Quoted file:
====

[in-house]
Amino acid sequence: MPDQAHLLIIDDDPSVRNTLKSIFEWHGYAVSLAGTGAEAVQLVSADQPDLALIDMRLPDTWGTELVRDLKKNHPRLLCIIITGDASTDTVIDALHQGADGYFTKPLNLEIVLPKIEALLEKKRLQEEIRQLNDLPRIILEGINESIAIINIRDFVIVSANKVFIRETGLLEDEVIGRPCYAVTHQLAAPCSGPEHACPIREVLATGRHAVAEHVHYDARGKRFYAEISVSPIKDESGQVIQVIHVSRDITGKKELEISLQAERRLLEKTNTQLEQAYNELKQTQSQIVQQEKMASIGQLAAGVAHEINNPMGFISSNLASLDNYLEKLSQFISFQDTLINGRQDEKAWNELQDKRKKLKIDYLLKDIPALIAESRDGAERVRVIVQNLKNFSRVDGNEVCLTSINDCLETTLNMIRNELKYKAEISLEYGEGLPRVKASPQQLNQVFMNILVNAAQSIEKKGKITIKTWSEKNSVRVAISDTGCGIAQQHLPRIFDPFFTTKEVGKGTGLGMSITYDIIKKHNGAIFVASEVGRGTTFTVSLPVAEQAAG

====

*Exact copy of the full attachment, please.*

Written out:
[in-house]
Amino acid sequence: MPDQAHLLIIDDDPSVRNTLKSIFEWHGYAVSLAGTGAEAVQLVSADQPDLALIDMRLPDTWGTELVRDLKKNHPRLLCIIITGDASTDTVIDALHQGADGYFTKPLNLEIVLPKIEALLEKKRLQEEIRQLNDLPRIILEGINESIAIINIRDFVIVSANKVFIRETGLLEDEVIGRPCYAVTHQLAAPCSGPEHACPIREVLATGRHAVAEHVHYDARGKRFYAEISVSPIKDESGQVIQVIHVSRDITGKKELEISLQAERRLLEKTNTQLEQAYNELKQTQSQIVQQEKMASIGQLAAGVAHEINNPMGFISSNLASLDNYLEKLSQFISFQDTLINGRQDEKAWNELQDKRKKLKIDYLLKDIPALIAESRDGAERVRVIVQNLKNFSRVDGNEVCLTSINDCLETTLNMIRNELKYKAEISLEYGEGLPRVKASPQQLNQVFMNILVNAAQSIEKKGKITIKTWSEKNSVRVAISDTGCGIAQQHLPRIFDPFFTTKEVGKGTGLGMSITYDIIKKHNGAIFVASEVGRGTTFTVSLPVAEQAAG